VU historians Inger Leemans and Ronald Kroeze receive NWO Internationalisation grant of 50,000 euro

For their research project Banking on Financial History

07/18/2018 | 1:17 PM

Inger Leemans, professor of Cultural history and Ronald Kroeze, assistant professor of History have been awarded a NWO Internationalisation in the Humanities grant of 50,000 euros for Banking on Financial History. Together with a team of historians of finance and economics - Joost Dankers (Utrecht University), Anne Murphy (University of Herfortshire) and Koji Yamamoto (University of Tokyo) - Leemans and Kroeze will bring researchers from various countries and disciplines together to research stock trading from long-term, interdisciplinary and comparative perspectives.

The aim is to build a sustainable international network to safeguard and promote the tangible and intangible heritage of financial history, actively engage the public, to develop new perspectives on the history of trading and financial crises, and challenge the sector to consider and safeguard its past. With questions: What is the value of financial heritage? How can we improve our understanding of practices and emotions in the financial sector throughout history? And what can the sector and public learn from this past?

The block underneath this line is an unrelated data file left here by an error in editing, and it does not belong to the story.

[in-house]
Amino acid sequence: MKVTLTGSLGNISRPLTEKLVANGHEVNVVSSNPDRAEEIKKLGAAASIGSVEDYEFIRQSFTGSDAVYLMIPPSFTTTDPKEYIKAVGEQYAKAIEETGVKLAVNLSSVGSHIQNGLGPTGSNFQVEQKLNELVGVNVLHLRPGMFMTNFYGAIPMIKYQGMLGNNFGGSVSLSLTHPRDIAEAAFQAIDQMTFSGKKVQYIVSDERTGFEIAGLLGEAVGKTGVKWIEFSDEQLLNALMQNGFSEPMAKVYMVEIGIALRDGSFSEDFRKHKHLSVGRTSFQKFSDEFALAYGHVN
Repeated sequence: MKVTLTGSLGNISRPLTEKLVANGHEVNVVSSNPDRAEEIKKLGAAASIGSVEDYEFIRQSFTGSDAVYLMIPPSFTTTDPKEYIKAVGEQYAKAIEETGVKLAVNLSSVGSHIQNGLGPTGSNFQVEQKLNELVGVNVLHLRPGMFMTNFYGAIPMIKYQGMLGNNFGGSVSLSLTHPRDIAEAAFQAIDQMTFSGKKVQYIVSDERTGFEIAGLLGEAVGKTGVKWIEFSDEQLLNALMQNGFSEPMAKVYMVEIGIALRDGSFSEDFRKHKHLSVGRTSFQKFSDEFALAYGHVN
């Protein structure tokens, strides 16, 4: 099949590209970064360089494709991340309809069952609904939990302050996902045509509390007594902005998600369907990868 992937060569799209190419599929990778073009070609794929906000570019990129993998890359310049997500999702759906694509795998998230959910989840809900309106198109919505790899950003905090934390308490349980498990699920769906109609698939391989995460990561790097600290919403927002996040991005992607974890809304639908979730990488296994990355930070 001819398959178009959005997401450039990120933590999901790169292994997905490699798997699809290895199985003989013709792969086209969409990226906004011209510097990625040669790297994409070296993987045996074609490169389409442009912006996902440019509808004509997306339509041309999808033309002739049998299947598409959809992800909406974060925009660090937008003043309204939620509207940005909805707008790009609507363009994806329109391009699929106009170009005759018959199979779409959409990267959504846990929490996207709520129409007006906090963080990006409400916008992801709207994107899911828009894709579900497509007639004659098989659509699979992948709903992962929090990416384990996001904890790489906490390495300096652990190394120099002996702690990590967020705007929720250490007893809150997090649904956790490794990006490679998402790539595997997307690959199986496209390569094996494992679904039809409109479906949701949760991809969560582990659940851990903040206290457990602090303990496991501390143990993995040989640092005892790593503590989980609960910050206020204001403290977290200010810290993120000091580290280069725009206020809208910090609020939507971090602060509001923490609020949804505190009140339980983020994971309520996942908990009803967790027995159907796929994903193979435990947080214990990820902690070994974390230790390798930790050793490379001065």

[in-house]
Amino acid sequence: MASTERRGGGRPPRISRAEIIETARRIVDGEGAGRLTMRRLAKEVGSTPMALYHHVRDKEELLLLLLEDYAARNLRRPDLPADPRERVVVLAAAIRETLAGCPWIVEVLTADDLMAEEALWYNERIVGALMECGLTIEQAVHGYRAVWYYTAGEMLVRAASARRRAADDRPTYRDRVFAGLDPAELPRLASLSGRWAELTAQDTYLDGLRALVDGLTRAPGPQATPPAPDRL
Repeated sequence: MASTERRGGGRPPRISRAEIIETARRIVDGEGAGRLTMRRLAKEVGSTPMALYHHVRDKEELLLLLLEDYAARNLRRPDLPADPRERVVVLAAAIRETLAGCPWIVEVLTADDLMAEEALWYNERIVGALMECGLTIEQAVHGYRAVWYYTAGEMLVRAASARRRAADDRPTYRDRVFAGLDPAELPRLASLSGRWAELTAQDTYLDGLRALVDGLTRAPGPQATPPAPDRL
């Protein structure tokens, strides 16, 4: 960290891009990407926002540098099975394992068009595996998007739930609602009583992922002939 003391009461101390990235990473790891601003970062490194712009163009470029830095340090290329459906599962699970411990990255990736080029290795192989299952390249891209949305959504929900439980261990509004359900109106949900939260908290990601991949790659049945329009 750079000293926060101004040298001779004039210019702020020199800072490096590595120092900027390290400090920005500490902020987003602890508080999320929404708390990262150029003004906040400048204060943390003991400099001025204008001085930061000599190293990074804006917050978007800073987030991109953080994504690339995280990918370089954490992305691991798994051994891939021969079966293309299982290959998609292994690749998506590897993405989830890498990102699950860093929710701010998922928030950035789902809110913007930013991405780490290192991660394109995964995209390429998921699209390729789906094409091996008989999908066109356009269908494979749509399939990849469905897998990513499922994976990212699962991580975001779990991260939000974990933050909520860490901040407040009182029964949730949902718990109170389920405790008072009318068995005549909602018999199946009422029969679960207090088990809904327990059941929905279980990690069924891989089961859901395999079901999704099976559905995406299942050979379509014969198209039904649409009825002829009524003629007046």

180718 Inger Leemans NWO TekstThe years 2019 and 2020 mark the tercentenary of the first international financial crisis that hit the main European centers of trade: The South Sea Bubble of 1719-1720 (or Windhandel as the Dutch used to call it). Since that first wave of international trader enthusiasm and increasing emotions among the public about finance, share and derivatives trading has grown into one of the major fields of finance, visible and tangible for the public through the stock exchanges that were built in all the major finance centers across Western Europe. Through practices such as the ‘open outcry systems’ share trading developed into a highly complex and unique cultural system, with a set of specific rules, signals and sensitivities.

The financial centers, in other words, gave rise to the ‘affective economy’ of share trading, embodied by stock brokers and embedded in built environments. As the world of finance has gone through major changes, especially the computerization and globalization of the sector since the 1970s, and because trader communities are extremely volatile, the sector tends to suffer from historical amnesia. It is therefore urgent to safeguard this tangible and intangible financial heritage to secure the possibility to study and learn from the past.